Wednesday, 3 July 2013

What Pets Do Children Have, And Which Do They Prefer?

An Asian boy with his Alaskan Klee Kai puppy

Some people have wonderful memories of the pets they had as a child, running through meadows with the dog or playing dress-up with the cat. Others never particularly cared for the animal or spent time with it. Why do some people have such apparently idyllic relationships with their childhood pets, while others don’t?

A fascinating new study led by Dr. Carri Westgarth of the University of Liverpool investigates pet ownership amongst 9 and 10 year old children. The study took part in a deprived area of Liverpool where there is relatively high unemployment. It was part of a wider study that all local primary [elementary] schools are invited to take part in; hence a large number of children completed the survey and they are representative of this area, if not of the UK as a whole.

Just over a thousand children took part, and demographic information was available for 90% of these. Questions were asked about the main home, but almost a third of children reported also spending some time at another home (e.g. through divorce). Almost all of the children lived in a house, rather than an apartment or other type of home. 84% of the children were white (UK), 2% were Black (UK), and the remainder were other or mixed ethnicities. 12% were only children and 43% were the youngest of siblings.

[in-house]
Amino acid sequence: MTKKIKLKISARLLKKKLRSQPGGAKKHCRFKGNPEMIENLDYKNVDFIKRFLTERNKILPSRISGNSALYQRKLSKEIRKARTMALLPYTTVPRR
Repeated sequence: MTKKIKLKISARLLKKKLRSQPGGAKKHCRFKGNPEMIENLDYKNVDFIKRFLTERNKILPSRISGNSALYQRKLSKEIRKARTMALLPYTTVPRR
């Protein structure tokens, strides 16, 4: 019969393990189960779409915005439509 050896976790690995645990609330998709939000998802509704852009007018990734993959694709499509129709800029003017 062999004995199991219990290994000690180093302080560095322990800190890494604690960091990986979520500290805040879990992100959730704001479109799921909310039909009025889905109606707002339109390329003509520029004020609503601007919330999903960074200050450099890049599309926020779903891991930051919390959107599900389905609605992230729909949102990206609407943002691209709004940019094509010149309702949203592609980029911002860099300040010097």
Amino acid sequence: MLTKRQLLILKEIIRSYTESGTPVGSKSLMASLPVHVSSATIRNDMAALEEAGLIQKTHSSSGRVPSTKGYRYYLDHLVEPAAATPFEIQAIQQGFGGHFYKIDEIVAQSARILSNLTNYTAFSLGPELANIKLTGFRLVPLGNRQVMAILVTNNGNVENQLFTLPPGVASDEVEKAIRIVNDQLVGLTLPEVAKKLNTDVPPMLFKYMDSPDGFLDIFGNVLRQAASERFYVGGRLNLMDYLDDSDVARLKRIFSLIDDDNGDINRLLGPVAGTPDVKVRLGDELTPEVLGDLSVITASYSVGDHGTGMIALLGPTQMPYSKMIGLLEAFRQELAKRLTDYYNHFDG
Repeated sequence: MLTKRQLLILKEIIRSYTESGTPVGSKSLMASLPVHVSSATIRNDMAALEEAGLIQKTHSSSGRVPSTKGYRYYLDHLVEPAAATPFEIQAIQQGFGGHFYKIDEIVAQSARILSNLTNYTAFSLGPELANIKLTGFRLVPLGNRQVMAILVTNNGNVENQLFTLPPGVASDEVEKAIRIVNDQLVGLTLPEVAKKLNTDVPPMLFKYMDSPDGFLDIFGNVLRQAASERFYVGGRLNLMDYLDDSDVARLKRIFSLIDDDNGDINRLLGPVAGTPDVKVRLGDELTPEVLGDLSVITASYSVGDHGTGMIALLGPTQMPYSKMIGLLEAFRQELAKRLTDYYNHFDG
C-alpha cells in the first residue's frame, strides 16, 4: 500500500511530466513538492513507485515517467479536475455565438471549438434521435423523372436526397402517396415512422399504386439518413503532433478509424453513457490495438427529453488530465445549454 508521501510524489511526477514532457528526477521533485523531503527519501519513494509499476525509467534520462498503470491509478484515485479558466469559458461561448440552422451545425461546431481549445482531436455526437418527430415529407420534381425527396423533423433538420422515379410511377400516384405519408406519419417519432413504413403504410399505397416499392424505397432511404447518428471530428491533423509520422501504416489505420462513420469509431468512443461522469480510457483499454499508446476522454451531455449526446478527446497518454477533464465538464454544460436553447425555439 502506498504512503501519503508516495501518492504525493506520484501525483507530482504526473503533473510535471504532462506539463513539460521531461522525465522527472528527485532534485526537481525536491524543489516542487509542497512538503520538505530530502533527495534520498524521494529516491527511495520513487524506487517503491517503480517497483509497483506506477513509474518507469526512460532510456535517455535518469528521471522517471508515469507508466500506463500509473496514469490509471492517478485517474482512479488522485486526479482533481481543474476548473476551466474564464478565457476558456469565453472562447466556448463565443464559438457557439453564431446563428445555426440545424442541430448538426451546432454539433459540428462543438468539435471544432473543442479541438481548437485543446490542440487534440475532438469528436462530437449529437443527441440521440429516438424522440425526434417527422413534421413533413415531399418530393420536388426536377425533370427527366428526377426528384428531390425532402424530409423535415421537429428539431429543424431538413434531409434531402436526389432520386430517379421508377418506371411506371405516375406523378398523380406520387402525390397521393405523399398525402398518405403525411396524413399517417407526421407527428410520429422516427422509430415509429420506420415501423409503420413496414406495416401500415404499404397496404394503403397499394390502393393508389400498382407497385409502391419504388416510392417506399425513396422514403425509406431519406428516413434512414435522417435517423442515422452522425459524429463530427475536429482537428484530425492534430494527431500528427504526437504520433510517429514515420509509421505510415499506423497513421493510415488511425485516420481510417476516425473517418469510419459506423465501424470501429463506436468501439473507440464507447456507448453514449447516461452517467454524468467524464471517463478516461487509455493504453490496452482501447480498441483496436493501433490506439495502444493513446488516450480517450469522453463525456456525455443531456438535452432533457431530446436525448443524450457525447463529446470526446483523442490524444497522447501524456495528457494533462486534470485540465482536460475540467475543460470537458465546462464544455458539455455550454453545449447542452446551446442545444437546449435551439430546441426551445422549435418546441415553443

Sixty-seven per cent of the children said they had a pet, and the most common pet was a dog, followed by cats and rodents. Girls were more likely than boys to own all types of pet, apart from rabbits. Of those who didn’t currently own a pet, just over half had had a pet in the previous five years. 

Type of pet
Children who own it (%)
Dog
37
Cat
17
Rodent
15
Rabbit
9
Horse
2
Other (e.g. fish, snake)
36

The children who owned dogs reported that their families had between 1 and 9 dogs. They were asked to describe the breed of up to three dogs in the home. The most common types of dog were Staffordshire Bull Terriers, Shih Tzus, and mixed breeds.

Two per cent of children reported living with a Pit Bull or Pit Bull cross, even though they are illegal in the UK. While the researchers say this fits with some anecdotal evidence, they also note that it was children who described the breed and it has not been verified. Looking at bull-breeds as a whole, including Staffordshire Bull Terriers, 10% of the children were living in a house with a bull-breed dog. Given the media hype about bull breeds, this is surprising. The researchers found that households in more deprived areas of the sample were more likely to have a bull-breed dog. The prevalence of bull breeds could be because they are perceived as 'status' dogs, but could also be partly due to the fact the Kennel Club says of the Staffordshire Bull Terrier that “his genuine love for children is well known.” 

The age of pet dogs ranged from 0 to 20 years old, with most being around 3 or 4. Sixteen per cent of them were ‘outside’ dogs that mainly lived in the garden or yard. The children also reported how often their dogs were walked: 42% were walked once a day or more, 37% a few times a week, 17% less than once a week, and the remainder were not walked at all.

The children with pets were asked which was their favourite; just over half chose a dog and 15% chose a cat, although it should be remembered that more children owned dogs than other pets.  They were also asked questions on attachment such as whether they confide in the animal and whether it sleeps on their bed. Children showed more attachment to dogs compared to cats. This suggests they may have different relationships with dogs and cats.